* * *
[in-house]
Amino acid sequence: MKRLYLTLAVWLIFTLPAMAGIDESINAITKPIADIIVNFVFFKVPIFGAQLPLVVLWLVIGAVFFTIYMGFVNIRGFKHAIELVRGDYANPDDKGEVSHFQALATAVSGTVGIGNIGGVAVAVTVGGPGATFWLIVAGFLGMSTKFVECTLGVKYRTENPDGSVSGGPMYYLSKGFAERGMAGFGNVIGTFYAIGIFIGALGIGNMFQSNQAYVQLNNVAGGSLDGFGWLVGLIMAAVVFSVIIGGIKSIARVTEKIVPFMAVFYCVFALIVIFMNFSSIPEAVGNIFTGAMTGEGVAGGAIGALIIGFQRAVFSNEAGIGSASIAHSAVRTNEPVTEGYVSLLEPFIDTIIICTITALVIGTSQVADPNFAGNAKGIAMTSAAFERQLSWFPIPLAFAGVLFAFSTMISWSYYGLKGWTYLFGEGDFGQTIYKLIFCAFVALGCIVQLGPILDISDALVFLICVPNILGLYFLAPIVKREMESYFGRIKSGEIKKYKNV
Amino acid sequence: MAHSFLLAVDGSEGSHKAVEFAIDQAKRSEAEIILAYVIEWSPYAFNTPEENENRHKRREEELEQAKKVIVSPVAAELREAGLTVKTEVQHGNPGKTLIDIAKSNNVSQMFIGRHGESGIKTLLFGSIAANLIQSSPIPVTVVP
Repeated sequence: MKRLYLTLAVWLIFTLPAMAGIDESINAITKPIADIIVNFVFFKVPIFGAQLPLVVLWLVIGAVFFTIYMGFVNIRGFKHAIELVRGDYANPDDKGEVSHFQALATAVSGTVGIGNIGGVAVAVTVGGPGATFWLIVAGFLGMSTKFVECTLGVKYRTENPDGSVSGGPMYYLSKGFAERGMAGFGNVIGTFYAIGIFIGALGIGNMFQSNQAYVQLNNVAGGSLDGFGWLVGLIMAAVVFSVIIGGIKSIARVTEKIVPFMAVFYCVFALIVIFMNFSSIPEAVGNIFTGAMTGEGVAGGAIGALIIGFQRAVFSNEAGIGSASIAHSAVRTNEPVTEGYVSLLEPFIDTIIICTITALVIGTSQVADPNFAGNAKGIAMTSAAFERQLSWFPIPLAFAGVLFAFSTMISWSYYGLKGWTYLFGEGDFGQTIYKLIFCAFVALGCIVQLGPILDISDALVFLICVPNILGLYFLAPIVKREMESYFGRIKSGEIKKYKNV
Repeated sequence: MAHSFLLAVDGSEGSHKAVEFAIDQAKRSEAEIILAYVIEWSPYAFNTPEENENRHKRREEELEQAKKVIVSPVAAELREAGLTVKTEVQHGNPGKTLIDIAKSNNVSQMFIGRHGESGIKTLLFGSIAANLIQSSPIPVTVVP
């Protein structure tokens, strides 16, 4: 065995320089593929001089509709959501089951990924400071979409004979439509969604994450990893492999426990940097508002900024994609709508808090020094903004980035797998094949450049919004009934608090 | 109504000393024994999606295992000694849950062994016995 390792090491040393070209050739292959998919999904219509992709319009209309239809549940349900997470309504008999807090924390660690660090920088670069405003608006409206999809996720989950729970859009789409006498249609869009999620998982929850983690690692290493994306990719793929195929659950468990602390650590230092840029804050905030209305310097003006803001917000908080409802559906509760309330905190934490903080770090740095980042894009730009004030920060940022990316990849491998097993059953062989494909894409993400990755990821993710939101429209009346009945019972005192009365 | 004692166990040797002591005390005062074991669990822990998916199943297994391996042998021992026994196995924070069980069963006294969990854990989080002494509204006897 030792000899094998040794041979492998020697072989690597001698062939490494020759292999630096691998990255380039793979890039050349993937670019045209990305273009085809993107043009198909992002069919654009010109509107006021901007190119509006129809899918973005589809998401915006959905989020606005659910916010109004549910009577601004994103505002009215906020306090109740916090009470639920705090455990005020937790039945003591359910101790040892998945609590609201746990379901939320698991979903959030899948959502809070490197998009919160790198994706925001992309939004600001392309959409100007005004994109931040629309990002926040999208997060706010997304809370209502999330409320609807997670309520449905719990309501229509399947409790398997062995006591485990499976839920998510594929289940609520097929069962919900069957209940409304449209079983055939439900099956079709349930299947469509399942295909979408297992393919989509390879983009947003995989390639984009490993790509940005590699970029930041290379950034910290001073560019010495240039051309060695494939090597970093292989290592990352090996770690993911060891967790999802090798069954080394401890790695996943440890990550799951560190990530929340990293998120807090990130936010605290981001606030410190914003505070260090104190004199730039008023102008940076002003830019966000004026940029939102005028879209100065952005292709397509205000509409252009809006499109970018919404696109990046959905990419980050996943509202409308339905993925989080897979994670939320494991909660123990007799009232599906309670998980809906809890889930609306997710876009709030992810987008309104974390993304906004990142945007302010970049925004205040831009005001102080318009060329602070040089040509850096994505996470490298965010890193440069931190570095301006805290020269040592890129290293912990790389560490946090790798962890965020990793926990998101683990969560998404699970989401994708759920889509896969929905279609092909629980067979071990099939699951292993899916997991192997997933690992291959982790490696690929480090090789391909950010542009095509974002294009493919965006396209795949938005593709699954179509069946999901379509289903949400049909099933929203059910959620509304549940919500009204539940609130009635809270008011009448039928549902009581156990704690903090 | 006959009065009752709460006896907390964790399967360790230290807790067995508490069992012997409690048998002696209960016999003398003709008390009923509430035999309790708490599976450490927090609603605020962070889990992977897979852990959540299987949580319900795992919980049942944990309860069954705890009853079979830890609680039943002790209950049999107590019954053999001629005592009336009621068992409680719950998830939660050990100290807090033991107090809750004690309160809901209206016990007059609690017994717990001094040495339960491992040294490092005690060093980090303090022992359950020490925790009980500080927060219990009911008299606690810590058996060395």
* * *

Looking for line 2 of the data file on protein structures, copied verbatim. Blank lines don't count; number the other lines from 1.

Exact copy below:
Amino acid sequence: MKRLYLTLAVWLIFTLPAMAGIDESINAITKPIADIIVNFVFFKVPIFGAQLPLVVLWLVIGAVFFTIYMGFVNIRGFKHAIELVRGDYANPDDKGEVSHFQALATAVSGTVGIGNIGGVAVAVTVGGPGATFWLIVAGFLGMSTKFVECTLGVKYRTENPDGSVSGGPMYYLSKGFAERGMAGFGNVIGTFYAIGIFIGALGIGNMFQSNQAYVQLNNVAGGSLDGFGWLVGLIMAAVVFSVIIGGIKSIARVTEKIVPFMAVFYCVFALIVIFMNFSSIPEAVGNIFTGAMTGEGVAGGAIGALIIGFQRAVFSNEAGIGSASIAHSAVRTNEPVTEGYVSLLEPFIDTIIICTITALVIGTSQVADPNFAGNAKGIAMTSAAFERQLSWFPIPLAFAGVLFAFSTMISWSYYGLKGWTYLFGEGDFGQTIYKLIFCAFVALGCIVQLGPILDISDALVFLICVPNILGLYFLAPIVKREMESYFGRIKSGEIKKYKNV